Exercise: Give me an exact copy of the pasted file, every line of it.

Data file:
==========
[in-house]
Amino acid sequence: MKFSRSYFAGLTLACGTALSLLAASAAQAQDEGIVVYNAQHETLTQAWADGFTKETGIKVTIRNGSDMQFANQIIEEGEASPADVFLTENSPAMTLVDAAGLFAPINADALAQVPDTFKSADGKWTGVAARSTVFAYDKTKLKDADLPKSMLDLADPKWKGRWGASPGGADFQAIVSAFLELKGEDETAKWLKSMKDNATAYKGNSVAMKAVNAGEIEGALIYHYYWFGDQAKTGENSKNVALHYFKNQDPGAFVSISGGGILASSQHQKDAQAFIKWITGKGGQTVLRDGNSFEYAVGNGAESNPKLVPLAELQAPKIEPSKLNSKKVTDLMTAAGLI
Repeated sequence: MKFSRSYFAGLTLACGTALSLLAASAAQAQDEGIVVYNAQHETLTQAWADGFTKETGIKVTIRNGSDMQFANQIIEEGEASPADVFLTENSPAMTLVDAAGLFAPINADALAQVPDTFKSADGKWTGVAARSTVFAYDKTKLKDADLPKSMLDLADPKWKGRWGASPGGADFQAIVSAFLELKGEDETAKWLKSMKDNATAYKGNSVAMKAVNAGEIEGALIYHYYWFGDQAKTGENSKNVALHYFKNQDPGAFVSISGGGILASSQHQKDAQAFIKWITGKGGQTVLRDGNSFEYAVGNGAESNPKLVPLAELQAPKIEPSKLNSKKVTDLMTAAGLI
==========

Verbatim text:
[in-house]
Amino acid sequence: MKFSRSYFAGLTLACGTALSLLAASAAQAQDEGIVVYNAQHETLTQAWADGFTKETGIKVTIRNGSDMQFANQIIEEGEASPADVFLTENSPAMTLVDAAGLFAPINADALAQVPDTFKSADGKWTGVAARSTVFAYDKTKLKDADLPKSMLDLADPKWKGRWGASPGGADFQAIVSAFLELKGEDETAKWLKSMKDNATAYKGNSVAMKAVNAGEIEGALIYHYYWFGDQAKTGENSKNVALHYFKNQDPGAFVSISGGGILASSQHQKDAQAFIKWITGKGGQTVLRDGNSFEYAVGNGAESNPKLVPLAELQAPKIEPSKLNSKKVTDLMTAAGLI
Repeated sequence: MKFSRSYFAGLTLACGTALSLLAASAAQAQDEGIVVYNAQHETLTQAWADGFTKETGIKVTIRNGSDMQFANQIIEEGEASPADVFLTENSPAMTLVDAAGLFAPINADALAQVPDTFKSADGKWTGVAARSTVFAYDKTKLKDADLPKSMLDLADPKWKGRWGASPGGADFQAIVSAFLELKGEDETAKWLKSMKDNATAYKGNSVAMKAVNAGEIEGALIYHYYWFGDQAKTGENSKNVALHYFKNQDPGAFVSISGGGILASSQHQKDAQAFIKWITGKGGQTVLRDGNSFEYAVGNGAESNPKLVPLAELQAPKIEPSKLNSKKVTDLMTAAGLI